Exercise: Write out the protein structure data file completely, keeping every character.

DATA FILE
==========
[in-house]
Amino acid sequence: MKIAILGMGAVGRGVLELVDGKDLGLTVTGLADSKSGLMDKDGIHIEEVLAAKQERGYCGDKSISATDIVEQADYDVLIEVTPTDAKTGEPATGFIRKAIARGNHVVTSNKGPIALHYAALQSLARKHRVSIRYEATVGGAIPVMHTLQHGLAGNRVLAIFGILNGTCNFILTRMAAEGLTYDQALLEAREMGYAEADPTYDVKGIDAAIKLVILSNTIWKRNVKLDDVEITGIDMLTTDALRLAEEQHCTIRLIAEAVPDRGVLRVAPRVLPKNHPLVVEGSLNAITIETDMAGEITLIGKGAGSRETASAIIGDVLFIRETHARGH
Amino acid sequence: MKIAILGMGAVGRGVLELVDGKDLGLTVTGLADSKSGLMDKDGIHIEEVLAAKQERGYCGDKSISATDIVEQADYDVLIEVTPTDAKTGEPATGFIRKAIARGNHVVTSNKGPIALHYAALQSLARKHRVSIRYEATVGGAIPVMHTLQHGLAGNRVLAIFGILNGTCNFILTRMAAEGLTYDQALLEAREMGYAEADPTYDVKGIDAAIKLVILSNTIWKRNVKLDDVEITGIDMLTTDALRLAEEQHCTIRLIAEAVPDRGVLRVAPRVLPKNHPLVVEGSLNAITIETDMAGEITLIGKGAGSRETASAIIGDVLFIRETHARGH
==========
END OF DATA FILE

[in-house]
Amino acid sequence: MKIAILGMGAVGRGVLELVDGKDLGLTVTGLADSKSGLMDKDGIHIEEVLAAKQERGYCGDKSISATDIVEQADYDVLIEVTPTDAKTGEPATGFIRKAIARGNHVVTSNKGPIALHYAALQSLARKHRVSIRYEATVGGAIPVMHTLQHGLAGNRVLAIFGILNGTCNFILTRMAAEGLTYDQALLEAREMGYAEADPTYDVKGIDAAIKLVILSNTIWKRNVKLDDVEITGIDMLTTDALRLAEEQHCTIRLIAEAVPDRGVLRVAPRVLPKNHPLVVEGSLNAITIETDMAGEITLIGKGAGSRETASAIIGDVLFIRETHARGH
Amino acid sequence: MKIAILGMGAVGRGVLELVDGKDLGLTVTGLADSKSGLMDKDGIHIEEVLAAKQERGYCGDKSISATDIVEQADYDVLIEVTPTDAKTGEPATGFIRKAIARGNHVVTSNKGPIALHYAALQSLARKHRVSIRYEATVGGAIPVMHTLQHGLAGNRVLAIFGILNGTCNFILTRMAAEGLTYDQALLEAREMGYAEADPTYDVKGIDAAIKLVILSNTIWKRNVKLDDVEITGIDMLTTDALRLAEEQHCTIRLIAEAVPDRGVLRVAPRVLPKNHPLVVEGSLNAITIETDMAGEITLIGKGAGSRETASAIIGDVLFIRETHARGH